FTC’s aggressive tactics strike fear in tech

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The Federal Trade Commission recently announced a new investigation of Google, Amazon, and Microsoft’s respective partnerships with artificial intelligence developers. “As companies race to develop and monetize AI, we must guard against tactics that foreclose this [economic and competitive] opportunity,” said FTC Chairwoman Lina Khan said in a statement.

Under Khan, the FTC has proved itself a poor judge of which business practices foreclose competition. To facilitate its categorical bias against big business and mergers, the agency has often deployed junk economic analysis to bring cases whose theories clearly contravene established antitrust precedent. Moreover, it has skirted inconvenient procedural and evidentiary barriers.

Regulation by raised eyebrow rather than due process has cowed many litigation-averse firms into compliance. Bullying works.

It remains unclear whether the FTC’s AI inquiry will morph into more serious legal action. But the agency, which has received embarrassing judicial rebukes each time it brought a case to trial, has managed to shape industry’s decision-making in another way. It has created a climate of fear, relying on hyperaggressive probes and inquiries over evidence and due process. It has also put forward heightened regulatory-compliance burdens and propagated vague new guidance that provides little certainty as to what conduct the commission might consider illegal.

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The agency’s message to the tech companies and their AI partners is clear: The Eye of Sauron is on you — tread carefully. The metaphor is not entirely apt. Sauron would never, presumably, have failed so spectacularly to win his court cases.

In a November 2022 policy statement, the FTC declared it would act against “abusive,” “exploitative,” and “collusive” conduct. To attract scrutiny, conduct need not even qualify as “facially unfair,” the agency said.

What such broad terms might mean in practice, the agency declined to state. Moreover, a mere “tendency to generate negative consequences,” the policy statement read, could draw regulatory ire. Enforcers need not “turn to whether the conduct directly caused actual harm in the specific instance at issue.”

While this guidance governs only a part of the FTC’s regulatory portfolio, its principles illuminate the agency’s larger strategy. In effect, the agency has sought to maintain maximum flexibility to combat whatever business practices it — due to any given set of particulars, at any given moment — deems “anticompetitive.” Actual law and the welfare of consumers are tertiary considerations at best.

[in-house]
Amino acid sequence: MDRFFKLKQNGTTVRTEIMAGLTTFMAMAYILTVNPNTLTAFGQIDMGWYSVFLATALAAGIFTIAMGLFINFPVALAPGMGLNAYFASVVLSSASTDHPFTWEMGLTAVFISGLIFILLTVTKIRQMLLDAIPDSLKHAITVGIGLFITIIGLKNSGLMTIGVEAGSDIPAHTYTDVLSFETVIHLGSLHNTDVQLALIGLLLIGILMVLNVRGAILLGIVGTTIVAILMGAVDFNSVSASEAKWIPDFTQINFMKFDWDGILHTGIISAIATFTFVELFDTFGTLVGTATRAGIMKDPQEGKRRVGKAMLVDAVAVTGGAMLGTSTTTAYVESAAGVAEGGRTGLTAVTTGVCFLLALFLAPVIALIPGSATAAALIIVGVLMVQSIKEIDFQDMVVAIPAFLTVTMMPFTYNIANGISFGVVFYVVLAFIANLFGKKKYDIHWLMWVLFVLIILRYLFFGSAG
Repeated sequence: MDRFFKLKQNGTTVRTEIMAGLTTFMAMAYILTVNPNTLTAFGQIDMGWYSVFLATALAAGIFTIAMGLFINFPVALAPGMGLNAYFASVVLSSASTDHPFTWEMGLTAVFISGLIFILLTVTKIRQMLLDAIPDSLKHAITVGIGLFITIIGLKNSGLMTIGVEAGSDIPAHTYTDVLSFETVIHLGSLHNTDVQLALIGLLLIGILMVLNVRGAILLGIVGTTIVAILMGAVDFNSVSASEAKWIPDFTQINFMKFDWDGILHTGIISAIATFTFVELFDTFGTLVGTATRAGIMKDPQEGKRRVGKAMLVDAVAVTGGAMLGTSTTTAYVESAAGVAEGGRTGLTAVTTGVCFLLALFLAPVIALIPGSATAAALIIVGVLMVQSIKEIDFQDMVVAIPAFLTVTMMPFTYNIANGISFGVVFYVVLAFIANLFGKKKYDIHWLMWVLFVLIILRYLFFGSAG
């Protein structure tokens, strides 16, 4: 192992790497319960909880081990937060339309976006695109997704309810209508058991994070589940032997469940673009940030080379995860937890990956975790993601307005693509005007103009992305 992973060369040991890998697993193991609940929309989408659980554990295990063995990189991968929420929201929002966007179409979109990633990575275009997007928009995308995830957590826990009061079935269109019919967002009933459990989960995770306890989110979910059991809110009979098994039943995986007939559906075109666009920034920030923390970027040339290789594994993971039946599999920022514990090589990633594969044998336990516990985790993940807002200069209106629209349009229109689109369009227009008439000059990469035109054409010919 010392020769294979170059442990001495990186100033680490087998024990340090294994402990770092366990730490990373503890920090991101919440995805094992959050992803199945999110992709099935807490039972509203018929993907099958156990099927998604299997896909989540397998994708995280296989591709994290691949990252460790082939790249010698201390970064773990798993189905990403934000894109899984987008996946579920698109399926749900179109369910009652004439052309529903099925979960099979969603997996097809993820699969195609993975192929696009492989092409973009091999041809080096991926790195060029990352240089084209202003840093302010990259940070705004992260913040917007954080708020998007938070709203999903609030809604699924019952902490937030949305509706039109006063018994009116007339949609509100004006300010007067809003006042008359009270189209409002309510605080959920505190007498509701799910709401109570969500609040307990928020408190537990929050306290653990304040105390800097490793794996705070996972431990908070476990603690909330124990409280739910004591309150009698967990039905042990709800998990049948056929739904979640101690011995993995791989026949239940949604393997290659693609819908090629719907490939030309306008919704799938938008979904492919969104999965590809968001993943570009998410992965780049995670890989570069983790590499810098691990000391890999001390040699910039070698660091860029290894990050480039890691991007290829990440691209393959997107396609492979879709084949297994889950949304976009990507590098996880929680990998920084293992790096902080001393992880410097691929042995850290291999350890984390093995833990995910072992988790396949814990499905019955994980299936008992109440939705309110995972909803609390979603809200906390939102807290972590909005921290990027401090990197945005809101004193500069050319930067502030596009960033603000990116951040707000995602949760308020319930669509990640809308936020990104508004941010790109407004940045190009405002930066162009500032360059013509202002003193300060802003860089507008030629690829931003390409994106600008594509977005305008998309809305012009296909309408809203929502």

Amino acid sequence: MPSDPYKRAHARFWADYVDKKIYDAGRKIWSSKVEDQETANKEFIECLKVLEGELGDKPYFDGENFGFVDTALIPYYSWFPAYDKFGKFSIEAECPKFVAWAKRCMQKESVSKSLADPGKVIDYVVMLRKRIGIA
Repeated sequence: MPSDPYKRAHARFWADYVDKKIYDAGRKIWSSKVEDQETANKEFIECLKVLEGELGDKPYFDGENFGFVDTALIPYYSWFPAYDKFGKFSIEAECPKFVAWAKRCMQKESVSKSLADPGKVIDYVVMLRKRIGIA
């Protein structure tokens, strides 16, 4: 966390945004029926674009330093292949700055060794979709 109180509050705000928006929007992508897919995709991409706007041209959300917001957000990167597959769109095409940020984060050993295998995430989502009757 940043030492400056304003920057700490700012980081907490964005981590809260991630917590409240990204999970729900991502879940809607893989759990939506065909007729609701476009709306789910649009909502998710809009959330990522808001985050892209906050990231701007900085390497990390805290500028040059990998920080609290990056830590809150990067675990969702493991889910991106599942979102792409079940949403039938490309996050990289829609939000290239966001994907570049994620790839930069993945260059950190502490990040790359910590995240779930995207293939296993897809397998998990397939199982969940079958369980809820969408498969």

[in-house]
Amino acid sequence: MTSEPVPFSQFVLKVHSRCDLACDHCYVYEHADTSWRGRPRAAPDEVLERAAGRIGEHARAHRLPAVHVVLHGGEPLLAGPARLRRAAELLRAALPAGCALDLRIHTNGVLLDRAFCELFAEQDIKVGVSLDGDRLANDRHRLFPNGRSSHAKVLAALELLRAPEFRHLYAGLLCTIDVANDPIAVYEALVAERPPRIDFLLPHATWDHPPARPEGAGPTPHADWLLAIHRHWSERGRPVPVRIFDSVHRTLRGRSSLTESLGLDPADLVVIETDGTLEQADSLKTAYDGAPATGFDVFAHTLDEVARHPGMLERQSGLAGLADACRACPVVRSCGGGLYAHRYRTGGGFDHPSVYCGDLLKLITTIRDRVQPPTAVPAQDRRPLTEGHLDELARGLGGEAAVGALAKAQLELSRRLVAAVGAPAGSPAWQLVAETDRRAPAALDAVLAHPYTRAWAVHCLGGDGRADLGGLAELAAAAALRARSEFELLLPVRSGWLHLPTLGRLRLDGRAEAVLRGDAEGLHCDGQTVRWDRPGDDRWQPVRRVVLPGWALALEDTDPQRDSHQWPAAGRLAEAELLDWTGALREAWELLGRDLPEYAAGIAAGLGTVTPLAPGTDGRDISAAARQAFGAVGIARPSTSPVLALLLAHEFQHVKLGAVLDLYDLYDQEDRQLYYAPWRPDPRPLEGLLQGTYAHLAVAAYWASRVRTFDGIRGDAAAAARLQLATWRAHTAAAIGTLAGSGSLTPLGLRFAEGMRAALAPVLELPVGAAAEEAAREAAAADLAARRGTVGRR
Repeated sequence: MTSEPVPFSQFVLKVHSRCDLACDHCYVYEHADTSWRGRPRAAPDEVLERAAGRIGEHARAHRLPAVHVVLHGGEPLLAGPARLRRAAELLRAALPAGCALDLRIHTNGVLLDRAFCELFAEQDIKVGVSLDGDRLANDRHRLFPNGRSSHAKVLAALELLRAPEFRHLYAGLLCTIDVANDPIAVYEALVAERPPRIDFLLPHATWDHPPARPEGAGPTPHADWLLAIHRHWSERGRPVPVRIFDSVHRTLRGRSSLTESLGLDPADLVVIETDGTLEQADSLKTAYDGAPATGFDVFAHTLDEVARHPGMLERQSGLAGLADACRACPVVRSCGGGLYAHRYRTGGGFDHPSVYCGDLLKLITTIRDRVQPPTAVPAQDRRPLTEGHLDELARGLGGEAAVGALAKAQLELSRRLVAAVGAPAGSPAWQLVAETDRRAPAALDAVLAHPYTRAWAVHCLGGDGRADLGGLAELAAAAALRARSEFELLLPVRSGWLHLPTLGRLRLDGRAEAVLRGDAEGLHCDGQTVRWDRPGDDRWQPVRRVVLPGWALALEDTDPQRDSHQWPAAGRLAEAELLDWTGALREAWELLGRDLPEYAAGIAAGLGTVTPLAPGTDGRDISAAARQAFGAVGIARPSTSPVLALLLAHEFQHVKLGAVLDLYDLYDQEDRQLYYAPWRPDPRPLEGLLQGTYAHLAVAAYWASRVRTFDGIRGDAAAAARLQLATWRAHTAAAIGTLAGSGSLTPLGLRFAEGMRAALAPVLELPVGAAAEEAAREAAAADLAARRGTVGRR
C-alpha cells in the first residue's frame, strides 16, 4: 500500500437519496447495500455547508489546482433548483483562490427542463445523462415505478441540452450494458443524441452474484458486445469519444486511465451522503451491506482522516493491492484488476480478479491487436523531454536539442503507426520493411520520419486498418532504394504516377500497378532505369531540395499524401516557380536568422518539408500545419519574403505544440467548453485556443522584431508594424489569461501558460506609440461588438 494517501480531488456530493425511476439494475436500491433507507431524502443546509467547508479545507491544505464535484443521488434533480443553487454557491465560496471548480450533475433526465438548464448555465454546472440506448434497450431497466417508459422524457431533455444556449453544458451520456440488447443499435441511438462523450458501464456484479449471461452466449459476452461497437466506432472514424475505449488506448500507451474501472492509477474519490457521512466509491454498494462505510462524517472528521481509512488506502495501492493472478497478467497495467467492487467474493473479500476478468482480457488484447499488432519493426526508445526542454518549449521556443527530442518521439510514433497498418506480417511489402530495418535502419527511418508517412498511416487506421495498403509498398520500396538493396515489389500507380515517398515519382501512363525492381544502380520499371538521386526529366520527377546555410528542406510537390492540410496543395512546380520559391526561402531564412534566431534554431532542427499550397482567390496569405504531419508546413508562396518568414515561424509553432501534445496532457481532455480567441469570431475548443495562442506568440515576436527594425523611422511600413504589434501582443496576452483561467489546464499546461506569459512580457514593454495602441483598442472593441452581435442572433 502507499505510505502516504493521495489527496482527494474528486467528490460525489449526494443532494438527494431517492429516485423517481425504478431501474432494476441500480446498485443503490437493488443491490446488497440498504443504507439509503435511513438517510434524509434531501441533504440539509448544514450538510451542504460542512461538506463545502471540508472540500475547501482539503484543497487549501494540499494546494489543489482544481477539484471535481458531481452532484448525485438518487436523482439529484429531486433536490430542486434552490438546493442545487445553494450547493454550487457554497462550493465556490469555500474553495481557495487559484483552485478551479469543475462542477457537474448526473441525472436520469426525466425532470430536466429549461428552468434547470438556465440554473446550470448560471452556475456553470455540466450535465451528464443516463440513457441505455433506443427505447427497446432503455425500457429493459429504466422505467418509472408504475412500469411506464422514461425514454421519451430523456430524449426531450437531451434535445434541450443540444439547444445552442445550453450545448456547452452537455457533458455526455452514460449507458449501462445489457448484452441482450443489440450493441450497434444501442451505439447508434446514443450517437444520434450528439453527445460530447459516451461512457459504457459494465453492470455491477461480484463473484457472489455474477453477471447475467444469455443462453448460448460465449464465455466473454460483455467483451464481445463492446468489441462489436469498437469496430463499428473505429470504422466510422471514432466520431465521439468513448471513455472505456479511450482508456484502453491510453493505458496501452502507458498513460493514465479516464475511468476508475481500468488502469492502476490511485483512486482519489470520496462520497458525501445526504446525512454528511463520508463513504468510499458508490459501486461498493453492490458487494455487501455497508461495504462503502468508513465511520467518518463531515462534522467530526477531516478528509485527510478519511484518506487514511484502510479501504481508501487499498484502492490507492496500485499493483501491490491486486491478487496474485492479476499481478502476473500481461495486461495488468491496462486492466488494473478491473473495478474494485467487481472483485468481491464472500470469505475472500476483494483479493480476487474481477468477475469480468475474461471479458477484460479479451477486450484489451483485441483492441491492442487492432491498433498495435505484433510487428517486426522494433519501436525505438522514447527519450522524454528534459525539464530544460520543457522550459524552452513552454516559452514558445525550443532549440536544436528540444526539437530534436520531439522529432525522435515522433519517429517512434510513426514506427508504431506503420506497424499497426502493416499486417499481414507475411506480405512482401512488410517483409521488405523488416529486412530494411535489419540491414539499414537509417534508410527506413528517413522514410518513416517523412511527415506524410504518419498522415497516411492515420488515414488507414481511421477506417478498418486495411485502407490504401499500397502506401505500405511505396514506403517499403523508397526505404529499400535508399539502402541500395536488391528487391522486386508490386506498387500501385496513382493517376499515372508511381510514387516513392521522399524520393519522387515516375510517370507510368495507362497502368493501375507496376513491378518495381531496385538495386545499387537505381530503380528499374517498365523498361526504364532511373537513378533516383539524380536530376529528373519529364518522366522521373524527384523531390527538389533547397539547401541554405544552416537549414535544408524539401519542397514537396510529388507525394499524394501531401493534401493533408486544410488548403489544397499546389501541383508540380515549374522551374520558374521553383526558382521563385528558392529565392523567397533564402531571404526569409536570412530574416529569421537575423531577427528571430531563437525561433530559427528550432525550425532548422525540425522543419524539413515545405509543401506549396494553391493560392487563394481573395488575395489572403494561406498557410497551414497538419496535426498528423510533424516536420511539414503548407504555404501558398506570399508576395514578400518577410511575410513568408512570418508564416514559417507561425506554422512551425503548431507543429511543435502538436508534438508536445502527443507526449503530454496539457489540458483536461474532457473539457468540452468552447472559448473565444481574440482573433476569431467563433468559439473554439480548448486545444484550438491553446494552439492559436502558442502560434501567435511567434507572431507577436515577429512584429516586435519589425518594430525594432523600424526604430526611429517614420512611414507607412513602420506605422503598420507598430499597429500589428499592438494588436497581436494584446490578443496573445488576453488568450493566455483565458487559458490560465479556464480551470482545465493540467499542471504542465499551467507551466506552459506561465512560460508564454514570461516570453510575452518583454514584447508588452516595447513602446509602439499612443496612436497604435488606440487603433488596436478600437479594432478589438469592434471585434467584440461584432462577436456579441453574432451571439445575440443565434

This uproots the foundations of American due process, which requires the government to prove wrongdoing before confiscating a citizen’s life, liberty, or property. Under today’s FTC, the process itself serves as the punishment.

Khan has admitted her willingness to pursue cases she likely cannot win. As the New York Times reports, Khan stated that if “there’s a law violation” and agencies “think that current law might make it difficult to reach, there’s huge benefit to still trying.” Khan means she will bring lawsuits against mergers that she believes should be illegal, regardless of what the law says.

This sort of regulation by raised eyebrow rather than due process has cowed many litigation-averse firms into compliance. Bullying works. “Companies have changed their behavior, structuring deals to avoid accusations that they break antitrust law,” Reuters reported in October 2022.

Khan has also argued for acting against business practices that current law does not prohibit as a means to lobby Congress. Because, she says, “even if you lose, that then creates the message for Congress to know … they [antitrust agencies] recognize there’s a problem here, the current law is not adequate for them to reach it, and so let’s change the law.”

This statement’s profound injustice is startling. To influence lawmakers, Khan is willing to use her powers — powers predicated on the state’s monopoly on violence — to bully American firms. Even though, by her own admission, the firms have not violated existing law.

If a police officer who favored driving slower were to begin ticketing drivers who drive 10 mph below the speed limit, he would likely lose his job. “Sorry, ma’am, the current law is not adequate to ticket you for driving 50 in a 60 zone, but I have to send a message to city hall,” is not an acceptable excuse. Instead, Khan’s lawlessness has catapulted her to stardom among the progressive left.

“If angels were to govern men, neither external nor internal controls on government would be necessary,” James Madison wrote in Federalist 51. All government officials require constitutional restraints on their exercise of power. The FTC hopes to erode all constraints on its operations — be they statutory, constitutional, political, or economic. Constitutional balance and the rule of law must be restored.

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